The Most Travelled Lonely Roads

Father and son with the only possessions they have. (Image from the web.)

I feel awkwardly free. That’s how I would describe the recently concluded weekend. It was unlike the last ones when wifey and I were pretty occupied due to her online contract that needs extra hands to finish. Eventually, we were able to get it done—pat on the back to us—and the lull after two weeks of being in front of the computer majority of our time made me feel as if I am missing something big. Good thing the DVDs filled the gap in no time.

One of the DVDs we watched together is The Road. Released in 2009, the film is about a post-apocalyptic story featuring the dark adventure of a man (Viggo Mortensen) and his son (Kodi Smith-McPhee) as they try to make their way out of their place, so torn that even nature and wildlife have ceased to exist, to find safer haven assuming there is one somewhere.

Both father and son had to survive not just biting cold but several other threatening factors. The diminishing availability of fuel and of food—thus the rampant cannibalism—left them no choice but to stray away until they have found one. From time to time they had to face off with different people but who have the same thing in mind—survive at all cost.

The Road is a depressing movie that I regret watching it on a sunny Sunday morning. I wouldn’t call it entertaining at all. But if there is one good thing about it, it is the chance to reflect which is so apt for a Palm Sunday.

Though fiction by nature, the plot of the movie is definitely not. Anyone does not need to look farther into the future to see the struggles of millions of real fathers and sons—mothers and daughters included—who roam around the streets daily to find their next temporary shelter and scavenge for leftovers and up the extent of having to defend—kill if and when needed—whatever little possessions they have.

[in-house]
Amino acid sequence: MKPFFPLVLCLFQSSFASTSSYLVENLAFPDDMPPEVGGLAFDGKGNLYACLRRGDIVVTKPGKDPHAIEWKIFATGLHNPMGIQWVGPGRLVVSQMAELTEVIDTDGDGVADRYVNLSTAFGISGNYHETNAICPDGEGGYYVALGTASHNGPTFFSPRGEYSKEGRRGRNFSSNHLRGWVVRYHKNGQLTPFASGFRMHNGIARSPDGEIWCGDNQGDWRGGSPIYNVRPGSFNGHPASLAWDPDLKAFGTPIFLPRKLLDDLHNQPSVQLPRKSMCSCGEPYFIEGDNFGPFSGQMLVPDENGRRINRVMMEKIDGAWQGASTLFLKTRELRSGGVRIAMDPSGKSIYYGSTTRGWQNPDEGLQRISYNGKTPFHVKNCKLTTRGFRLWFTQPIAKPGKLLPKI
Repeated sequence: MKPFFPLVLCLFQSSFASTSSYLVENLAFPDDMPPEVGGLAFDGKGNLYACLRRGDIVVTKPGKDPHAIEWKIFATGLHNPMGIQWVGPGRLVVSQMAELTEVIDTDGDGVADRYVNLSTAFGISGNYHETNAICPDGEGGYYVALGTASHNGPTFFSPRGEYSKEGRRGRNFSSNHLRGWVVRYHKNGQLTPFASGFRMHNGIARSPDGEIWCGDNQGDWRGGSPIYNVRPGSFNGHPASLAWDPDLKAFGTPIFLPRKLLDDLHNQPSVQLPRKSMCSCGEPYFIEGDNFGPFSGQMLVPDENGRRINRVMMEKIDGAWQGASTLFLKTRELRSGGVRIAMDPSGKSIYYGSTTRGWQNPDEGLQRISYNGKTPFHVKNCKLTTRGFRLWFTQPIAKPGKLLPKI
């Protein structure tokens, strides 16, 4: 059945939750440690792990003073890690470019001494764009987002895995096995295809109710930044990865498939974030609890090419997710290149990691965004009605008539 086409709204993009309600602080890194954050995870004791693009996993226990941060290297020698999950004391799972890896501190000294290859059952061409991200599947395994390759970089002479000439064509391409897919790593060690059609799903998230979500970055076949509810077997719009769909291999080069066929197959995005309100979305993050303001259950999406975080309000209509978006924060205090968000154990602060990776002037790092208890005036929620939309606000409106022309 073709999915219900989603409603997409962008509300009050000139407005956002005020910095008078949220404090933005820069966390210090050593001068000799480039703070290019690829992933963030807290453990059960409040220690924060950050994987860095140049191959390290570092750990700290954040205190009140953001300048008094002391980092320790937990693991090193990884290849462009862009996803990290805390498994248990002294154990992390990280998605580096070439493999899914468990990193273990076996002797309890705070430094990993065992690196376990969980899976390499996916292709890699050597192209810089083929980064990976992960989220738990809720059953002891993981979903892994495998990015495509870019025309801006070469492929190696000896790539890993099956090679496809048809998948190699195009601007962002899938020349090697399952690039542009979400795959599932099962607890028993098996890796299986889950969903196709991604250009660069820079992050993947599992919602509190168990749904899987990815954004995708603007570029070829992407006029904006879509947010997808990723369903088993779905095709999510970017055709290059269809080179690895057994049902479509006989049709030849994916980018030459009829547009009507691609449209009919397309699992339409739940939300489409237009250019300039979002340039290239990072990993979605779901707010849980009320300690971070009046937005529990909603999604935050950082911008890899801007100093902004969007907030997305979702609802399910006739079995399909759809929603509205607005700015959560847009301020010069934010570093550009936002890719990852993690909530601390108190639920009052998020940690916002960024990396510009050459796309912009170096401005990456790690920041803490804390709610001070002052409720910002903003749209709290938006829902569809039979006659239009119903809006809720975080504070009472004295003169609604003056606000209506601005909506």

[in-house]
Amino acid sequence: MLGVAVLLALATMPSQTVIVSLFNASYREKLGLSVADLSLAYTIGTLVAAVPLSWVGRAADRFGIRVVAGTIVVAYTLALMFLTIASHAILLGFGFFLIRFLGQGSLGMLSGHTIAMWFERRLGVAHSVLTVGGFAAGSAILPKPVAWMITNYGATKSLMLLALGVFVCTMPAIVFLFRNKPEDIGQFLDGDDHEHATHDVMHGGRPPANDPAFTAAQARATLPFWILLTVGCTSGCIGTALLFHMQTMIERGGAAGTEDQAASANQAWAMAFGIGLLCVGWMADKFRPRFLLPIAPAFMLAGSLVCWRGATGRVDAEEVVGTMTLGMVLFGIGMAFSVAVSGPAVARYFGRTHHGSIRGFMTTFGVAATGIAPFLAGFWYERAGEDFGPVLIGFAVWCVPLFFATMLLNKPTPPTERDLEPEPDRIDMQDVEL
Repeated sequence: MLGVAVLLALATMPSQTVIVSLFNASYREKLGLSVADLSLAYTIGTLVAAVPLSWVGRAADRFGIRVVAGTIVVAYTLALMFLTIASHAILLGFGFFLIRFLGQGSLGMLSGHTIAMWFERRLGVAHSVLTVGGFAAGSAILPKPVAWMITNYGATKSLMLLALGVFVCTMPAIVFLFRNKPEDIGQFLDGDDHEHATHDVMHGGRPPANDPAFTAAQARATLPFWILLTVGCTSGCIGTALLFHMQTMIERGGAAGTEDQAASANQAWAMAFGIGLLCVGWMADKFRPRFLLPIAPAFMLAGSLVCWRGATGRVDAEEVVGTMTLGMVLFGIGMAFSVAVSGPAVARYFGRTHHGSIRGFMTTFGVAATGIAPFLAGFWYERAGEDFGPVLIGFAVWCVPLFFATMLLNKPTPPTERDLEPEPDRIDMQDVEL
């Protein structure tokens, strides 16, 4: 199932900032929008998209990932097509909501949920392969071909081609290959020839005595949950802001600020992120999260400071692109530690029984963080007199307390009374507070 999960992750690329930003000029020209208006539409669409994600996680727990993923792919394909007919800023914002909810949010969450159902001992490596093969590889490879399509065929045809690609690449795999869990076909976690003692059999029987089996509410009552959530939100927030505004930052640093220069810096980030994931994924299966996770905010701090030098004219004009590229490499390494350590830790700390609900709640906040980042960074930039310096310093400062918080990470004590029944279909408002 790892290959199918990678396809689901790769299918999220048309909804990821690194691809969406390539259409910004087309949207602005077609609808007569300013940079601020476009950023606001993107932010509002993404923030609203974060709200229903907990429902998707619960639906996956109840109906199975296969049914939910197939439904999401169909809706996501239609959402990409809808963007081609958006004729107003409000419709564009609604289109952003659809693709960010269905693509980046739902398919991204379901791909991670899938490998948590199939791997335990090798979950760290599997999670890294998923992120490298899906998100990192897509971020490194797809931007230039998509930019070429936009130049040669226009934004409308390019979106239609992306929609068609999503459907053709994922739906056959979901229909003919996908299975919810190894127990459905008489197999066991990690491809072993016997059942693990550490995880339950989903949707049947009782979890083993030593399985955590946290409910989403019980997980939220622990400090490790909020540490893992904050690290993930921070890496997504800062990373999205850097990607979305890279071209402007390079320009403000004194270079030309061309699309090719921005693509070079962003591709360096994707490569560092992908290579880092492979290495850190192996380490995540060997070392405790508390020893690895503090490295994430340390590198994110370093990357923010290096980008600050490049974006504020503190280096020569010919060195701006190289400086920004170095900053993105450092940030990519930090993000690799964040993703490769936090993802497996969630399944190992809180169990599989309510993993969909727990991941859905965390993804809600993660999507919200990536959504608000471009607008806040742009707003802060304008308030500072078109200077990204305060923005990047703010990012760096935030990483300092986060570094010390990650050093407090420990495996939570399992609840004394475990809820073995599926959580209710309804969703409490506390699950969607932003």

The Road is an eye opener. It delivers a strong message that should make everyone understand and empathize with our homeless brothers. What would you do if your child craves for warmth? What if he begs for food? How would you answer if he asks, “Are we still the good guys?” Yes, think about it real good because as of this very moment while you are reading this in the comforts of your own home many out there are making their way once more to the most travelled lonely roads.


Mood: 2/10 Honks! (We are getting new tires, thanks to that online contract.)


Author: crisn

I'm Cris Nacionales from the Philippines.

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